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To: neverdem

IMO, anyone who would vote for a third party candidate and encourage others to do so (or stay home and not vote at all), has completely abandoned our troops by placing their chosen social issue on a pedestal above all else. We are still at war and our military men and women desperately need our support and a Commander In Chief who supports them and their missions too. I find it sickening and downright treasonous that anyone would abandon our troops, their missions and the WOT by helping a Democrat candidate gain the office of President of the United States. And yes, throwing a vote away by voting third party or not voting at all, is the same as voting FOR the Democrat candidate, IMHO.

Is it time to tell our military men and women that this forum has abandoned them because certain people on this forum have decided that they would rather make the abortion issue the litmus test in this next election? I am pro-life on the abortion issue too, but I am also pro-life when it comes to our troops and the rest of the good people in this world who are already born and living on this earth.

Can you even imagine someone trying to convince fellow Americans that they should make a social issue like taxes, or health care, or abortion, the most important issue to judge a candidate on when we were fighting WWII?

Don’t abandon our troops! Vote Republican!!


39 posted on 10/31/2007 6:47:29 PM PDT by rosehips
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To: Jim Robinson
That’s true but I worry that the peril to the nation if a lib dem wins the job of CIC is greater than anything even a RINO could do to us.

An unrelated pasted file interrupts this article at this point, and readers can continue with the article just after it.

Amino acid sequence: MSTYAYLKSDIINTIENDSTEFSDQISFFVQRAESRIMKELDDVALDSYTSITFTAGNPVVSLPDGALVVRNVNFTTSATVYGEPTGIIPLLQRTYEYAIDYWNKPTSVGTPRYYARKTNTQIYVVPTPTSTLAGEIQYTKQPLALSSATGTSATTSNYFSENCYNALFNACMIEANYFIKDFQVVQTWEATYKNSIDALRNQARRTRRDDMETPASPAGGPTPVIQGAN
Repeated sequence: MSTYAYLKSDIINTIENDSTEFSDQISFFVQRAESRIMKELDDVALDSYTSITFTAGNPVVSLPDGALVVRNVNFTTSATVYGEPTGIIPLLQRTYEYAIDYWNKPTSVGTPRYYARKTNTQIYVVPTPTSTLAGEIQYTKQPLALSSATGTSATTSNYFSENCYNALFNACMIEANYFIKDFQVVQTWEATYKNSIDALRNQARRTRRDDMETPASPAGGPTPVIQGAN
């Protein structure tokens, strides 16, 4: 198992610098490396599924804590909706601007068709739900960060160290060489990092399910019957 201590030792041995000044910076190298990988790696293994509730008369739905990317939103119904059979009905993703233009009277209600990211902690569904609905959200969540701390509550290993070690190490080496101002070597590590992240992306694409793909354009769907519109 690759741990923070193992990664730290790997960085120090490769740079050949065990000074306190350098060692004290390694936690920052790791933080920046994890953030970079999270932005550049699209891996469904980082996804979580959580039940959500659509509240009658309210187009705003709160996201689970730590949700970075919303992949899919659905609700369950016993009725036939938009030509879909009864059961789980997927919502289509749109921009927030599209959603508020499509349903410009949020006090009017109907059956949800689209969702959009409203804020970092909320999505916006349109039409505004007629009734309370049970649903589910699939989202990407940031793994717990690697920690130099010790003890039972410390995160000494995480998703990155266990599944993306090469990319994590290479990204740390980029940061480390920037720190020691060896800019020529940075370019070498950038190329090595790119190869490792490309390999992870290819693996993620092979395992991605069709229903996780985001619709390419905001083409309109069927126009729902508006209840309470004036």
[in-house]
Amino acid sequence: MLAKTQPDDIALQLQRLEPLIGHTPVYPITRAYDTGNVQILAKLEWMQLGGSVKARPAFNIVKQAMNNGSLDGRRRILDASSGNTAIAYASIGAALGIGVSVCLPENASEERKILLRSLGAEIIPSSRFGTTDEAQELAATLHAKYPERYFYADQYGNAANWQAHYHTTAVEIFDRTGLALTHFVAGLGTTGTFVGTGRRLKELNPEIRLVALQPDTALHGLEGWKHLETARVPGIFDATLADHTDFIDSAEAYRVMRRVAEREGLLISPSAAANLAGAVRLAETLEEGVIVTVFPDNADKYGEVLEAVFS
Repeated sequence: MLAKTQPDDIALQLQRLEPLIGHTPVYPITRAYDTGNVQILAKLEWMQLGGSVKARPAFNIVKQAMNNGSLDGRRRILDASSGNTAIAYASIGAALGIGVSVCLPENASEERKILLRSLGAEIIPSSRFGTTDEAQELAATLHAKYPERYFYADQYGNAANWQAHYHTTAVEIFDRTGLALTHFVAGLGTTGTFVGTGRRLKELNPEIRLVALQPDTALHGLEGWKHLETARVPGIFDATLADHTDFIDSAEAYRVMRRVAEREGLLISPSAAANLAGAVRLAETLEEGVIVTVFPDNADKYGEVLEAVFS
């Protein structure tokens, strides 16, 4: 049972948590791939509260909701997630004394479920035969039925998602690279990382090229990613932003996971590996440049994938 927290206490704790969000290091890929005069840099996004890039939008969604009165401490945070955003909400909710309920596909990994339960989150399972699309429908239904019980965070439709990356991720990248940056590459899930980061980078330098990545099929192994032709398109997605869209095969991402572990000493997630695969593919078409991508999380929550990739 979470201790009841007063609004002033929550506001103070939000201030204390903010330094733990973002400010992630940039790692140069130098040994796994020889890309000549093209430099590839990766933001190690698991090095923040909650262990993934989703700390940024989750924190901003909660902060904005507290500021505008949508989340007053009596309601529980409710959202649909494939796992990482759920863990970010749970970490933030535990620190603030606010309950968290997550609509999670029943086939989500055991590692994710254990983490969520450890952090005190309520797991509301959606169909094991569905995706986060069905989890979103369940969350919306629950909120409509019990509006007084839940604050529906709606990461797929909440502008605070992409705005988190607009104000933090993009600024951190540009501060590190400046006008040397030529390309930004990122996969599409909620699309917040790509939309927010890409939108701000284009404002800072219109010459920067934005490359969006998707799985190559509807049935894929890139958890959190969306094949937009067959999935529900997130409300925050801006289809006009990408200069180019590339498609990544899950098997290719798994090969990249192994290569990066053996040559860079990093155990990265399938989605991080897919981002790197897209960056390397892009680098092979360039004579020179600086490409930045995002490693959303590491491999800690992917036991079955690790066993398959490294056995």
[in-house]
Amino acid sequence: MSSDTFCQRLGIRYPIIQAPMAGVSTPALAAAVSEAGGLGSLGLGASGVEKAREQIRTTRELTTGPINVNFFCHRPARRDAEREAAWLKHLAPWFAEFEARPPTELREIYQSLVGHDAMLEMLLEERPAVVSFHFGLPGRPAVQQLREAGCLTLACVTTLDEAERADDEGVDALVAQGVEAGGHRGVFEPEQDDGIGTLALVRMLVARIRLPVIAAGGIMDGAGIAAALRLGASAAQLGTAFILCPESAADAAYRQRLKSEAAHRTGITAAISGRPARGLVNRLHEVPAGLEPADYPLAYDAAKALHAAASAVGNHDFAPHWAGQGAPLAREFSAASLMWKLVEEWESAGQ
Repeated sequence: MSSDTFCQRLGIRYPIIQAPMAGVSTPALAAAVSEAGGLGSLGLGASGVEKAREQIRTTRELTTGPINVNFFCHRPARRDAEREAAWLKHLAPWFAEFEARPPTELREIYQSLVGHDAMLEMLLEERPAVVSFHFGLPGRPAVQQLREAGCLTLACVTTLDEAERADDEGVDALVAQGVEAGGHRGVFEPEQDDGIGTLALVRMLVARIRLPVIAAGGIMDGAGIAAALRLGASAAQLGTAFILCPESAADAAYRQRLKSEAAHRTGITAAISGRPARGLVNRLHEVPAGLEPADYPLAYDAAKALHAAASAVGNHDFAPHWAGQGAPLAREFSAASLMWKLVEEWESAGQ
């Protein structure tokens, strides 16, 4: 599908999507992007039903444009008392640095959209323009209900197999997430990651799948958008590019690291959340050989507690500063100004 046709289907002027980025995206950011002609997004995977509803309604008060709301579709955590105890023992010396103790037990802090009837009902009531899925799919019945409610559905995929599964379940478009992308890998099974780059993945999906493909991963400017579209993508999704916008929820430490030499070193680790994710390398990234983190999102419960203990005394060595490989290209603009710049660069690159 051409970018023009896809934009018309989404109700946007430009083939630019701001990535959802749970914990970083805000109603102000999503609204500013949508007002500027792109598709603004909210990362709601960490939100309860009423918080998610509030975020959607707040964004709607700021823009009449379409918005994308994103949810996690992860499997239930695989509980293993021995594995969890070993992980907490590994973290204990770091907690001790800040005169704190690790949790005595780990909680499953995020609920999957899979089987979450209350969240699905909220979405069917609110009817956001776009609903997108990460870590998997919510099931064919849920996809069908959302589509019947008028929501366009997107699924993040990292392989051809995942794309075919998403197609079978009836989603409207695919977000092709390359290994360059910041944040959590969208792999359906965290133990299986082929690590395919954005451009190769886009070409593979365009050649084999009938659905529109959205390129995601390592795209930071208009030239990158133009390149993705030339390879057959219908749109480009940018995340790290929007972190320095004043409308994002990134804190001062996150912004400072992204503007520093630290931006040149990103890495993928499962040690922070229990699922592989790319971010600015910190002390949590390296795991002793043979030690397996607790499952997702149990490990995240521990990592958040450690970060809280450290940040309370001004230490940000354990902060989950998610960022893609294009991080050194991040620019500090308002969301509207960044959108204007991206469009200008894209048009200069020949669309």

40 posted on 10/31/2007 7:19:44 PM PDT by mimaw
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To: mimaw

Not if it destroys the Republican party and we never ever win another election. Giulani will NOT defeat Hillary.


41 posted on 10/31/2007 7:21:25 PM PDT by Jim Robinson (Our God-given unalienable rights are not open to debate, negotiation or compromise!)
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To: Jim Robinson
I guess at this point in history my concerns are national security. I am pro life and at this time I am equally concerned for my 4 children and 8 grandchildren as I am for the unborn. I wish to hell we could field a candidate that was able to beat Hillary but so far our most conservative candidate is turning out to be a bit of a dud on the campaign trail and is not catching on. We have to depend on attracting a number of independents as well as moderates and it seems Rudy and Mitt have had some success at that. If we lived in a blissful peaceful and secure world I’d say teach them a lesson, but we don’t and I dread the thought of a bunch of lib dems running the country.
42 posted on 10/31/2007 7:40:07 PM PDT by mimaw
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To: mimaw

Giuliani cannot and will not defeat Hillary.


43 posted on 10/31/2007 7:45:20 PM PDT by Jim Robinson (Our God-given unalienable rights are not open to debate, negotiation or compromise!)
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To: Jim Robinson; mimaw; Dr. Eckleburg